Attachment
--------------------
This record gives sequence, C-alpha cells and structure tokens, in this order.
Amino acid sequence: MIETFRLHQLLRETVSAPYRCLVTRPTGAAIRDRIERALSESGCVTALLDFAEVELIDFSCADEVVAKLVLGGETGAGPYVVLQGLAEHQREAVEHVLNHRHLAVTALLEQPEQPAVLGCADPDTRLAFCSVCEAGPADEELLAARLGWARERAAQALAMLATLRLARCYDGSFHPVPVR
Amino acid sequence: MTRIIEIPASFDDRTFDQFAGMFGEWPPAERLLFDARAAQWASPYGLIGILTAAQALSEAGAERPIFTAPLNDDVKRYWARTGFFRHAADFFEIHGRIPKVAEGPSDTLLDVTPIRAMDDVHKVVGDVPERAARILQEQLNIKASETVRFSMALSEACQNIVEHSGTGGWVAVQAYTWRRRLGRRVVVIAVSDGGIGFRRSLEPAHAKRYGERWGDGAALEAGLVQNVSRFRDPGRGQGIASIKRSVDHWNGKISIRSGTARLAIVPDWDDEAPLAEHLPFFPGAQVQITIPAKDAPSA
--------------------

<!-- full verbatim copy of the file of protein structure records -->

This record gives sequence, C-alpha cells and structure tokens, in this order.
Amino acid sequence: MIETFRLHQLLRETVSAPYRCLVTRPTGAAIRDRIERALSESGCVTALLDFAEVELIDFSCADEVVAKLVLGGETGAGPYVVLQGLAEHQREAVEHVLNHRHLAVTALLEQPEQPAVLGCADPDTRLAFCSVCEAGPADEELLAARLGWARERAAQALAMLATLRLARCYDGSFHPVPVR
Amino acid sequence: MTRIIEIPASFDDRTFDQFAGMFGEWPPAERLLFDARAAQWASPYGLIGILTAAQALSEAGAERPIFTAPLNDDVKRYWARTGFFRHAADFFEIHGRIPKVAEGPSDTLLDVTPIRAMDDVHKVVGDVPERAARILQEQLNIKASETVRFSMALSEACQNIVEHSGTGGWVAVQAYTWRRRLGRRVVVIAVSDGGIGFRRSLEPAHAKRYGERWGDGAALEAGLVQNVSRFRDPGRGQGIASIKRSVDHWNGKISIRSGTARLAIVPDWDDEAPLAEHLPFFPGAQVQITIPAKDAPSA